4.5 out of 5 Stars
Neil Gaiman has become one of my favorite authors to read. I love his story telling and imagination and how he brings different characters to life.
I recently came across “Odd and the Frost Giants” by Mr. Gaiman while wandering around Annie Blooms Books one afternoon. The cover itself drew me in with the amazing texture and the illustrations reminded me of the old fairy tales I would read (and would be spooked by) as a kid. That eye on the cover – I swear it watches me from across the room!! The entire book is beautifully illustrated by Chris Riddell and after reading (and while reading and before reading) I would flip through the book and just stare at the the various drawings. Each is so detailed and I see different things each time I look. My version of this book has hits of silver throughout making it shiny but also giving it a cold and wintry feel which is fitting as the story takes place during a long, cold winter in Norway. This story was originally written by Mr. Gaiman for World Book Day and has had a couple of different versions published featuring different illustrators.
The story is about a 12-year old boy named Odd, which at the time and place, was not an odd name in the slightest because the word Odd meant the tip of a blade and was considered lucky. Our protagonist was anything but lucky though. His father died when he was quite young trying to save a pony that went over-board during a viking expedition. Odd hurt his leg badly taking his father’s large ax into the forest. He cut down a large tree which landed on his leg, breaking it. His mother married another man after his father died and he was not a nice man and his family didn’t like Odd. One morning very early, Odd decided he had had enough and took some food and went into the forest where his father’s carpentry hut was. His father used it in the summer for his wood working and Odd wanted time away from the village after a long, hard winter that didn’t seem to be letting up and the constant abuse he suffered from his new family.
After laying down for a rest, he was awoken by a fox at the door. He noticed a bird circling above too. He noticed the fox wanted his attention and lead him away from his hut to a giant bear that had his paw stuck in a tree. Odd, with the help of his ax was able to free the bear. With the job done, Odd wanted to head back to the hut but had lost his way. The animals let him know they would take him back, and he climbed on top of the bear and they arrived rather quickly at his hut and were reluctantly invited inside for the night. After going to sleep Odd started hearing voices which he thinks are dreams until he realizes he is awake. He rolls over and asks the animals if they were talking and they finally confess they are the Gods Odin, Thor and Loki. They are currently trapped in animal form and need help from Odd to get back in to human form, defeat the Frost Giants who love winter, return Thor’s hammer, and end winter before everything dies. Odd agrees and they set off on their adventure over the Rainbow Bridge to Asgard.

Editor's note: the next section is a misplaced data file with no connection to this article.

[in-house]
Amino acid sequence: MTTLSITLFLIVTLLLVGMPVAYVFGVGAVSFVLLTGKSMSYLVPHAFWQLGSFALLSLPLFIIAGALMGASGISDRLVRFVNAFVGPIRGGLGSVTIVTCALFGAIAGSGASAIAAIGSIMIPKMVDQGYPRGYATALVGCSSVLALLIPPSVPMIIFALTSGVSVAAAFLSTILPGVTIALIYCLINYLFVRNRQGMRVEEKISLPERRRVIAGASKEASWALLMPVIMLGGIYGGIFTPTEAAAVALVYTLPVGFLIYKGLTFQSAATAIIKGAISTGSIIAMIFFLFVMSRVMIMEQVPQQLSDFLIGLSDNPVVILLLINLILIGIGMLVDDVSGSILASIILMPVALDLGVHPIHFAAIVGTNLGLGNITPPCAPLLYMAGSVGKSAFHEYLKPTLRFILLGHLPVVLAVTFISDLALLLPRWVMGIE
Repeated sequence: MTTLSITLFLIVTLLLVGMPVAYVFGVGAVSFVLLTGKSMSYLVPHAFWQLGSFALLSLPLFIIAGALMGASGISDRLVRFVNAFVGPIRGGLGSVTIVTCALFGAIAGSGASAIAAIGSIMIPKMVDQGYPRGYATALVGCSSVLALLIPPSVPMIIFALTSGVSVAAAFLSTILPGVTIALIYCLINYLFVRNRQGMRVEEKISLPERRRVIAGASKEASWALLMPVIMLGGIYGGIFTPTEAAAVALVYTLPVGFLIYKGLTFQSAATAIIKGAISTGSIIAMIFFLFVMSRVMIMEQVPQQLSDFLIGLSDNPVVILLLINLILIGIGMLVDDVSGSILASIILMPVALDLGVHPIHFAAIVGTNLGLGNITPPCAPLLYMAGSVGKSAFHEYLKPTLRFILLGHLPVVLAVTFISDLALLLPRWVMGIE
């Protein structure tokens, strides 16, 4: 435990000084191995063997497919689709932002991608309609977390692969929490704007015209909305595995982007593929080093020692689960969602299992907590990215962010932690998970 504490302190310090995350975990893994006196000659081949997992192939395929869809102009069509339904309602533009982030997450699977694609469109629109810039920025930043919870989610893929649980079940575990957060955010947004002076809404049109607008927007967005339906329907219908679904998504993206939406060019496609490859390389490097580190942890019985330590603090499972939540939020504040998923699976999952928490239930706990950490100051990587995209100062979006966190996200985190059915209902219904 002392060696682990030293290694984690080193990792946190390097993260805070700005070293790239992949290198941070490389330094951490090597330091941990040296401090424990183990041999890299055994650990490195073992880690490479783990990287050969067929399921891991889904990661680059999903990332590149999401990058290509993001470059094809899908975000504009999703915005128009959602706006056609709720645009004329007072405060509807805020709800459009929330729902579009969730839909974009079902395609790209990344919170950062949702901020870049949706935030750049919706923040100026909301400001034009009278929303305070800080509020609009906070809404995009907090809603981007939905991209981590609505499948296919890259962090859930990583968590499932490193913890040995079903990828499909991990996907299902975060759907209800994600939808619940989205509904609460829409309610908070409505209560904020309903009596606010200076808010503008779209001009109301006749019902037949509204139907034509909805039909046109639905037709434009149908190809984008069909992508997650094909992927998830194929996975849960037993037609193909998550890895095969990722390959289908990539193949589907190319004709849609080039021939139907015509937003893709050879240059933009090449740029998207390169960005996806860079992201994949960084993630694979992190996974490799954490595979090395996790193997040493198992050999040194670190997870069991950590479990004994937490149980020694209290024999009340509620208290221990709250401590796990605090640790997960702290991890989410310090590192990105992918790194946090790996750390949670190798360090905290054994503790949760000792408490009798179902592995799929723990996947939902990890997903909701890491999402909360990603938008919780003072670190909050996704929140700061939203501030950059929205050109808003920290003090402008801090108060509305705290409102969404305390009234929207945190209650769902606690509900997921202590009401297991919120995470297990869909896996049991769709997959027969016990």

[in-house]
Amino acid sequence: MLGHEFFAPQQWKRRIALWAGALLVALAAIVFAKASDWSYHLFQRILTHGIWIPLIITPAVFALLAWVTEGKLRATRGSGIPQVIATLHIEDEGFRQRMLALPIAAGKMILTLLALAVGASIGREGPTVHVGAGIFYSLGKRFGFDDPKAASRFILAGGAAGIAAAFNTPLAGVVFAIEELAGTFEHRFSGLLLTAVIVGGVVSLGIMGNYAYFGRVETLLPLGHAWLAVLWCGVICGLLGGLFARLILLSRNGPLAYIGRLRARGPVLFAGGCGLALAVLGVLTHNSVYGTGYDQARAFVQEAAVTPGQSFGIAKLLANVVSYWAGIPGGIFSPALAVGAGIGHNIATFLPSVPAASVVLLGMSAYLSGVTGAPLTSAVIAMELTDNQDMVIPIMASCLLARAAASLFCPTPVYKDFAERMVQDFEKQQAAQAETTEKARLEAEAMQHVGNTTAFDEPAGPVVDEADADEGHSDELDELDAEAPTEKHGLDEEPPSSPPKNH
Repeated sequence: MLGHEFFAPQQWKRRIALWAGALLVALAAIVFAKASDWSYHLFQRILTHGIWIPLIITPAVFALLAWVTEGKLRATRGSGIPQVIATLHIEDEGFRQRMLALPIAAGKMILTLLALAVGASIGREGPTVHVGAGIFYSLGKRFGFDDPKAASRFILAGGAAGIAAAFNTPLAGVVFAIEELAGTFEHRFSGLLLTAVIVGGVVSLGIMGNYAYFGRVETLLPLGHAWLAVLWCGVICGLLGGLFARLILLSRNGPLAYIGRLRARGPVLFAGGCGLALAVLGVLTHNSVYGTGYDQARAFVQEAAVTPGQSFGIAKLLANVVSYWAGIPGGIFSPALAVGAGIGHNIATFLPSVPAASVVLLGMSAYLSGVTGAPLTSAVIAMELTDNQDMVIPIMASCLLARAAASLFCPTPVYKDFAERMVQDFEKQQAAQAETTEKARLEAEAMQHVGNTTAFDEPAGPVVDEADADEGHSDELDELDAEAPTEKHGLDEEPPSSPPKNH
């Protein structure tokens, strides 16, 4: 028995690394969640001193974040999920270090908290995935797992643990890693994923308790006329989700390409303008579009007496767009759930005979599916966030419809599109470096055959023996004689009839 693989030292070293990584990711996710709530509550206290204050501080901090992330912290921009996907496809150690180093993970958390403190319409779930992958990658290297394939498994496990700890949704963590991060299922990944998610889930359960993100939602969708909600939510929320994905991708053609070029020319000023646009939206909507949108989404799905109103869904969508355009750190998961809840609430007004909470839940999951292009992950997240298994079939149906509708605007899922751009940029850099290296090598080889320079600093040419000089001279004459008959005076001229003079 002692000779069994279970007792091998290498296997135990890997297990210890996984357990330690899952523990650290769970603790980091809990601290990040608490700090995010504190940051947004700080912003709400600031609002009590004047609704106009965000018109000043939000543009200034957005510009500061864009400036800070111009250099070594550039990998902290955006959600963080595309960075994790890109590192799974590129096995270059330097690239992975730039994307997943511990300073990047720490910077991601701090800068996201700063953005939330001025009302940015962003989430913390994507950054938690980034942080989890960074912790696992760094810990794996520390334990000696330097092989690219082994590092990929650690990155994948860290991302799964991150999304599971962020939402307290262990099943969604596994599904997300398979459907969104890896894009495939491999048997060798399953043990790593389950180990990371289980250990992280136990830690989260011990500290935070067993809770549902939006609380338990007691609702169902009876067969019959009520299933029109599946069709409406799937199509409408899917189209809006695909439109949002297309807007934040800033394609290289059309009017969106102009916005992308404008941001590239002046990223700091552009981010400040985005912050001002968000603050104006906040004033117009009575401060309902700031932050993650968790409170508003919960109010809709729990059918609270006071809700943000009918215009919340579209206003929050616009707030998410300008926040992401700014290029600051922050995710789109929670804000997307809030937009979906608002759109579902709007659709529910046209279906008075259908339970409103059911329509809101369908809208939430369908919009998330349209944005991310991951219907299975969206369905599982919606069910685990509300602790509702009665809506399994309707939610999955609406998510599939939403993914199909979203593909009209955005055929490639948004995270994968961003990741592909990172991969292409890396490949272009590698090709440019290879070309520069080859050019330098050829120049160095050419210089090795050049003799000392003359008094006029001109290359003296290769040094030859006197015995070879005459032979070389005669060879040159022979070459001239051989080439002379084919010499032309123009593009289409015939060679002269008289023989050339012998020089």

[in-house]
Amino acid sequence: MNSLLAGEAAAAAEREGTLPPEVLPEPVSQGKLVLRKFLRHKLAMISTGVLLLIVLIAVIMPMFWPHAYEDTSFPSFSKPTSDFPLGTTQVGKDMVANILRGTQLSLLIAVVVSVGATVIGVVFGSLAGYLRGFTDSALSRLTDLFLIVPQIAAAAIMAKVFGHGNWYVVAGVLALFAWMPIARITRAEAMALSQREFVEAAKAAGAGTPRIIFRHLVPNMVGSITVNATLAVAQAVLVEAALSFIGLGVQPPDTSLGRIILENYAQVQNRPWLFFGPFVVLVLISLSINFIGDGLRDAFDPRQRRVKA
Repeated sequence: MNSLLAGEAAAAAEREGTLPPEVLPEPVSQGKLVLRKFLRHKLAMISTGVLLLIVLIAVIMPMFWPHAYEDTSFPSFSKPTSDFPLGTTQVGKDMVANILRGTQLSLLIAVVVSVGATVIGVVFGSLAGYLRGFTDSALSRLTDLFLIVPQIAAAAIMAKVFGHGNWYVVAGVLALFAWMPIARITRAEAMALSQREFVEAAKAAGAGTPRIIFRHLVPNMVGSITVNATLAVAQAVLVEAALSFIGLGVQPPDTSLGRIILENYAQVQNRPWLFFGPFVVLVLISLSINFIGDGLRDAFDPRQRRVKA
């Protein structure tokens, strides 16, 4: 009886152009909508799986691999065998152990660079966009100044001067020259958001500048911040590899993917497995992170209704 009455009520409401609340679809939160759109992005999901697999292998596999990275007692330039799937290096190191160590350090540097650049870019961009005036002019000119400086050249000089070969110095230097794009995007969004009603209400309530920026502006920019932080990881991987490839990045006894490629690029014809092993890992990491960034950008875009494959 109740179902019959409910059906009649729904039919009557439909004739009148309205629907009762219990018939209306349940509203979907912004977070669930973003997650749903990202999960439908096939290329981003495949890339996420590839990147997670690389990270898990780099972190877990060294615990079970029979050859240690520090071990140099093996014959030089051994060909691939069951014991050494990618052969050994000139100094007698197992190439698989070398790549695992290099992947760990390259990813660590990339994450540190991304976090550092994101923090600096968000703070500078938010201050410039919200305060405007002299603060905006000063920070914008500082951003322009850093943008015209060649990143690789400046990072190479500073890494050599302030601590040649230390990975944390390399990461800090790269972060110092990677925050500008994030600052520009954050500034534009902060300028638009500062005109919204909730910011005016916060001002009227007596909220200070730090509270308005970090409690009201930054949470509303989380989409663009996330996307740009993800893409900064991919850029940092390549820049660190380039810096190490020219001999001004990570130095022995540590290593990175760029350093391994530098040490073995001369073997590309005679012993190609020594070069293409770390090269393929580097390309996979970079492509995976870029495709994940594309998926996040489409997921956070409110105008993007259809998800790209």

I loved this story for so many reasons. I like the idea of learning about the various mythologies from around the world. I have spent time reading about the Greek and Roman Gods and have learned a bit about some of the Egyptian Gods as well. I didn’t know as much about Norse Mythology and with the various Thor movies being super popular right now, I thought it would be fun learning about the original and very ancient viking gods. This does that but the story feels really tender in so many ways. I love Odd and how he is an unlikely hero. He is suffering with a severe, debilitating injury and he steps up to solve issues. He is incredibly brave and a very good problem solver. He sees that he is very small when he confronts the giants and there is no way he will beat them with might. He uses powers of listening and a small token gift to convince the Giant to leave, saving Freya and returning Thor’s hammer. Odd tells stories of how his village raided a village in Scotland and his father saw his mother and thought her to be the most beautiful woman in the world. He took her with him back to Norway, but would not touch her until she could understand his words. She was very gentle as well, singing songs and the story of his father saving a little pony was touching. The people who brought Odd into the world turned him into a thoughtful being that could not be hardened by a village that wanted to wipe the smile right off his face. That gentle nature allowed him to save all of the people and return spring to their land. I often hear people in my own society talking about hardening boys up for the cruel world, and this story is a wonderful reminder that we don’t need to harden our boys, because the empathetic and understanding boy often can accomplish far greater feats by being his tender self.
This book is rated for kids 8-12 years old, but I think kids older than 12 will love it too. The book is not terribly long and my version had illustrations on nearly every page for kids who might be more reluctant readers. I didn’t feel there were any really scary bits to the story and this is a fantastic introduction for kids into Norse Mythology. I am presently reading Mr. Gaiman’s “Norse Mythology” book and am seeing some of this story in that one as well. This story is definitely toned down, where many of the actual stories can be rather brutal.
I highly recommend this book for adults and kids a like! Check it out!